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TUPE Checklist

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25 March 2021

The Transfer of Undertakings Protection of Employment (TUPE) is a complex and technical process aimed at protecting employees. The regulation came into place in 2006 and applies when you’re transferring a business or service provision.

If you’re currently going through either of these transfers, then you’ll no doubt be aware of the various elements you’ll need to consider. While we’ve covered various aspects of the process in previous articles, this TUPE transfer checklist serves as a guide to ensure you’ve covered all steps involved in the process.

Although there’s no official ACAS TUPE checklist, they do provide a general guide on handling TUPE transfers that offers a step-by-step breakdown of the process as well as advice on the best practice.

Based on ACAS’s guide, we’ve put together a TUPE checklist for the transferor. The document highlights all aspects of the process that you’ll need to consider or complete before making the transfer is official.

TUPE checklist for employers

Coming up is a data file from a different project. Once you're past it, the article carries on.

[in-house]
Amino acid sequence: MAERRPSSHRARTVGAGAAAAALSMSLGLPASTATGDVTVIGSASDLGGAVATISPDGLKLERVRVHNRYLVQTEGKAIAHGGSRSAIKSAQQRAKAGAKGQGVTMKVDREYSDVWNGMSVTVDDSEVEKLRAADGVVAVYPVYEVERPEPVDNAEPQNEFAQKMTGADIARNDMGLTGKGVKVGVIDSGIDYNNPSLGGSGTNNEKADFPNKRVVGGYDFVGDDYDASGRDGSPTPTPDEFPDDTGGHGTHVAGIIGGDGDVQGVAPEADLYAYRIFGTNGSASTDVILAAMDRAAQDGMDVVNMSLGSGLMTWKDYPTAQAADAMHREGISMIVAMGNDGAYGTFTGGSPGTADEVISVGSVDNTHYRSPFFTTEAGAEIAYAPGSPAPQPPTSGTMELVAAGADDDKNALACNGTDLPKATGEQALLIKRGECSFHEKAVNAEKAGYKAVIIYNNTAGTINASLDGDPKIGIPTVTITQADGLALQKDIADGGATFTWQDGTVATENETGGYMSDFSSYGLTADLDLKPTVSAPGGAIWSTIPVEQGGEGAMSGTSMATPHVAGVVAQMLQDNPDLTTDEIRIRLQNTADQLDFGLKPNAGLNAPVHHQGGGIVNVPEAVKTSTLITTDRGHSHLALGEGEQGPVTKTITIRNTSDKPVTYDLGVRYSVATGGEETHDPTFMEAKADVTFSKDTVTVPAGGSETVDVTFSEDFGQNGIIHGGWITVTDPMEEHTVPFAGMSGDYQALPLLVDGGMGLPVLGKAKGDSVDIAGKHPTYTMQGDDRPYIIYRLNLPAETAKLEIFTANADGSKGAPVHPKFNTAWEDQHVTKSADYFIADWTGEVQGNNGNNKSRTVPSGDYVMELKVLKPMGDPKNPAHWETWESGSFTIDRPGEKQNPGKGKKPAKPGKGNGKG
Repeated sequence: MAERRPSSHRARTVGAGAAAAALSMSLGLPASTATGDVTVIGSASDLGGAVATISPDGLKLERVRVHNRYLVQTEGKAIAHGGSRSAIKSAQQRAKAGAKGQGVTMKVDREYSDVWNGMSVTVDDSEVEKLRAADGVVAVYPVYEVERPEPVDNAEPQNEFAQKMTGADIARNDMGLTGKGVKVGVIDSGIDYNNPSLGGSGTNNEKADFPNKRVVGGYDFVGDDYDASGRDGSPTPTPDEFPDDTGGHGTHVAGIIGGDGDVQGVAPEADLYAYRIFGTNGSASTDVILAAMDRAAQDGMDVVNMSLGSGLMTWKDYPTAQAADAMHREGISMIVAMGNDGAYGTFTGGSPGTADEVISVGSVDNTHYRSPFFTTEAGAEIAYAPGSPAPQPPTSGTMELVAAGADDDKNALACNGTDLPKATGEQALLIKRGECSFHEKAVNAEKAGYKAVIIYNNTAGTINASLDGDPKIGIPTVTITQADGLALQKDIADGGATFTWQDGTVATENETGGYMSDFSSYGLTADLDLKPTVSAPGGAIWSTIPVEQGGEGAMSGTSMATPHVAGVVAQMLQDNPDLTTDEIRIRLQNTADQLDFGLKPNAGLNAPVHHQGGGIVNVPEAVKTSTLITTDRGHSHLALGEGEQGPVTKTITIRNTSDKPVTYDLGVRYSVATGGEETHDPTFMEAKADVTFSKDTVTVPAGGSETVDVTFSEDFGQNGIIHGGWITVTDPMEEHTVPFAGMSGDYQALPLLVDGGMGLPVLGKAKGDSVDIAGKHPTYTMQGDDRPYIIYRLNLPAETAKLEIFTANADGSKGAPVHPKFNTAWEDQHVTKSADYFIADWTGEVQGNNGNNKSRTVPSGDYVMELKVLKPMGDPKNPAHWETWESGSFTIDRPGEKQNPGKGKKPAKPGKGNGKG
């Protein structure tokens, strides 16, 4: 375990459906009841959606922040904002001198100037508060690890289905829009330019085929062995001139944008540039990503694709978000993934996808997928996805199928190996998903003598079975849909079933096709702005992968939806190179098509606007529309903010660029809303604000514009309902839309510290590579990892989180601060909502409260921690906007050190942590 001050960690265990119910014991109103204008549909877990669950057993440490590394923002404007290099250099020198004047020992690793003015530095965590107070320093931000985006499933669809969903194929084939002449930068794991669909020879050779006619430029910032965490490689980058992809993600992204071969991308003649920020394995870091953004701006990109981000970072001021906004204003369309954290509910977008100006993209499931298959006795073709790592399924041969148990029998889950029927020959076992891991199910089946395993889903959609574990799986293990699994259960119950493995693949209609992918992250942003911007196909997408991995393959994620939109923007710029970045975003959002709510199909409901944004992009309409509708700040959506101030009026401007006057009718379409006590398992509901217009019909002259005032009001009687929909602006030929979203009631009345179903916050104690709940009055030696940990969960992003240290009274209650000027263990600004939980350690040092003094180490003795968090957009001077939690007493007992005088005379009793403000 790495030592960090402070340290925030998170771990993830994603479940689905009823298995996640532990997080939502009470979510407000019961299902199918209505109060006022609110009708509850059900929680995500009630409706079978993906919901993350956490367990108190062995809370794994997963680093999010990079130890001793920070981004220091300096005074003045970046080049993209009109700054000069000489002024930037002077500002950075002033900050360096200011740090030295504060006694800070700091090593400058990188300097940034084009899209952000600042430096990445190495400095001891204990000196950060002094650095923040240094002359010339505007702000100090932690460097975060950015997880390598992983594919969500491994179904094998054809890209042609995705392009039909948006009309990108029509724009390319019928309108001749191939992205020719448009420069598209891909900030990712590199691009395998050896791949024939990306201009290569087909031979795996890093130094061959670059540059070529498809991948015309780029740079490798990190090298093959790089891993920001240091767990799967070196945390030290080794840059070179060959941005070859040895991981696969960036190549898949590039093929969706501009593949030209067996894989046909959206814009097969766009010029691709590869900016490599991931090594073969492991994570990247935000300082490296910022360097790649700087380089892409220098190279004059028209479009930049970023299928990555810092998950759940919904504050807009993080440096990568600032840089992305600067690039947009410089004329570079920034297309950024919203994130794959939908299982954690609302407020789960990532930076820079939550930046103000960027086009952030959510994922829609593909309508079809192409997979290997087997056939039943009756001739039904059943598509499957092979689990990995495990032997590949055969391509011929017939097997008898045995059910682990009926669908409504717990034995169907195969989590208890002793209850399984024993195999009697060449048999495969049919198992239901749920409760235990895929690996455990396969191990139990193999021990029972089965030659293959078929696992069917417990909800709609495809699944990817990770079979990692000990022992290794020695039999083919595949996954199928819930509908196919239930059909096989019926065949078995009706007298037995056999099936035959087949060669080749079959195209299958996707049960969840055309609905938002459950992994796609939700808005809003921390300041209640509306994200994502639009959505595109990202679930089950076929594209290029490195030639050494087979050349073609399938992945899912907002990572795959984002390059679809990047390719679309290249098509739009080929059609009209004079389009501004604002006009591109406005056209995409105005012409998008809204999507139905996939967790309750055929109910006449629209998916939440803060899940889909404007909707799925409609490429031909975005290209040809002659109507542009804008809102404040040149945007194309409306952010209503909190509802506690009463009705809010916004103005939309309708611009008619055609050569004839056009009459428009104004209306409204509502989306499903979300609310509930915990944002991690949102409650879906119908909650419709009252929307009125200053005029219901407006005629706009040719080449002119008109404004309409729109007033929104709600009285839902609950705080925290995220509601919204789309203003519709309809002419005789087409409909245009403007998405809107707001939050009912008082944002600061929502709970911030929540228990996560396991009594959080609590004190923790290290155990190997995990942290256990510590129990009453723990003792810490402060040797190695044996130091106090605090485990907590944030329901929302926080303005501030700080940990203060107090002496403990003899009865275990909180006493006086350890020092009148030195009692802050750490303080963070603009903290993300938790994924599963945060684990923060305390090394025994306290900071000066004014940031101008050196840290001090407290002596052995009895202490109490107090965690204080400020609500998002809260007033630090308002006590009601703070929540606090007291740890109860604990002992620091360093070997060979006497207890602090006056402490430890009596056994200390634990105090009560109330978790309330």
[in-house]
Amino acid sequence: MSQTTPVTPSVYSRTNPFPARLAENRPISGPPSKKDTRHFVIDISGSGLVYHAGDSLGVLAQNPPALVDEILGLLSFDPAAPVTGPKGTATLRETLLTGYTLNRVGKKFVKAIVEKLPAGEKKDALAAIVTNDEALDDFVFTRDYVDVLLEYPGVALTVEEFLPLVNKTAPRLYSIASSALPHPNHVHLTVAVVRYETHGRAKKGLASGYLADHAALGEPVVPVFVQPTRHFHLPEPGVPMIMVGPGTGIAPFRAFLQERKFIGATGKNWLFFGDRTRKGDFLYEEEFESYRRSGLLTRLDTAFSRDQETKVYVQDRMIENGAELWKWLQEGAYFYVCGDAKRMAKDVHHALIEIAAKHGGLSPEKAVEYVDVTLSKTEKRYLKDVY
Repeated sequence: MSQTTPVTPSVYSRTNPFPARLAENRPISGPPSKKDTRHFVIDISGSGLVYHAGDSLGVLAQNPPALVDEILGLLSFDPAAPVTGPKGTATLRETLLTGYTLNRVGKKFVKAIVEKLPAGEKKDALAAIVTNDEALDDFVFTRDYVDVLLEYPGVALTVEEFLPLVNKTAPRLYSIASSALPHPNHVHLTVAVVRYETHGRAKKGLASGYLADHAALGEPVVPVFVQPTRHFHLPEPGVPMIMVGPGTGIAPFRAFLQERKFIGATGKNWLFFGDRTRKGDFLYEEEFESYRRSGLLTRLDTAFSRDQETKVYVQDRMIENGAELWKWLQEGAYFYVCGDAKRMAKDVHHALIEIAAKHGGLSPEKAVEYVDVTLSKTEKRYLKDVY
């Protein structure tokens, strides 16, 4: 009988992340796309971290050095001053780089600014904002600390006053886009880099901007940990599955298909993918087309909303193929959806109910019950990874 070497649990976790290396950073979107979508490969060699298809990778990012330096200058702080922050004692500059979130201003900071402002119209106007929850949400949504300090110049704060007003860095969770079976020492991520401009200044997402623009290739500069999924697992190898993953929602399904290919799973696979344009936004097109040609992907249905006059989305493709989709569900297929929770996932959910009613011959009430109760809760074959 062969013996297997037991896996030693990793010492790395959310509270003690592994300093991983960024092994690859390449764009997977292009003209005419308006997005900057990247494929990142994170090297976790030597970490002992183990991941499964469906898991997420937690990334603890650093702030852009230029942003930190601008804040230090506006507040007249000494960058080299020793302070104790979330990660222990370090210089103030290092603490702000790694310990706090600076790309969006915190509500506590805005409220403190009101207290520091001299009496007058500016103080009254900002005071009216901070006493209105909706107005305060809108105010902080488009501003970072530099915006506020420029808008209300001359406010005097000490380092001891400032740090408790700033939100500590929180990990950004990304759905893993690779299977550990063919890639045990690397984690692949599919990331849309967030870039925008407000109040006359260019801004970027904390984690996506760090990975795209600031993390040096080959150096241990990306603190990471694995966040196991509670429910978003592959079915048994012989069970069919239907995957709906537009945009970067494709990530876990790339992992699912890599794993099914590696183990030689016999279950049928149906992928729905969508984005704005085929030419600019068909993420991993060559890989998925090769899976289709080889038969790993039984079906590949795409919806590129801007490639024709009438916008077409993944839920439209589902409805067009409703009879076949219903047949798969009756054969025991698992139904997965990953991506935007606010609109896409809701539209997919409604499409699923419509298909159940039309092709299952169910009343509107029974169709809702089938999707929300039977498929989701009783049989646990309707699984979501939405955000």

The specific steps involved in the TUPE process will vary depending on a variety of circumstances. Are you transferring the whole business? Is it just certain service provisions? Are you the incoming or outgoing employer?

Whatever the case may be, you’re required to consider the four key elements in the process. They include:

  1. Identifying affected employees.
  2. Gathering information and consultation.
  3. Employee liability information (and due diligence).
  4. Terms and conditions.

Our TUPE checklist above breaks down each task required in the sections above and lists the elements required. This checklist aims to assist in ensuring you comply with your obligations under the Transfer of Undertakings (Protection of Employment) Regulations 2006 (“TUPE”).

Identify all affected employees

This is the first and often the most difficult part of the process. It involves identifying the staff members to transfer to the incoming employer.

The decision will depend on their roles before the transfer. You’ll need to consider your staff on short-term absences as well as those on fixed contracts. It’s worth remembering at this point that agency workers aren’t transferable in this process.

If you’re selling the whole business, then all employee will transfer. If you’re transferring a service provision, you’ll need to consider the employees working within that part of the business.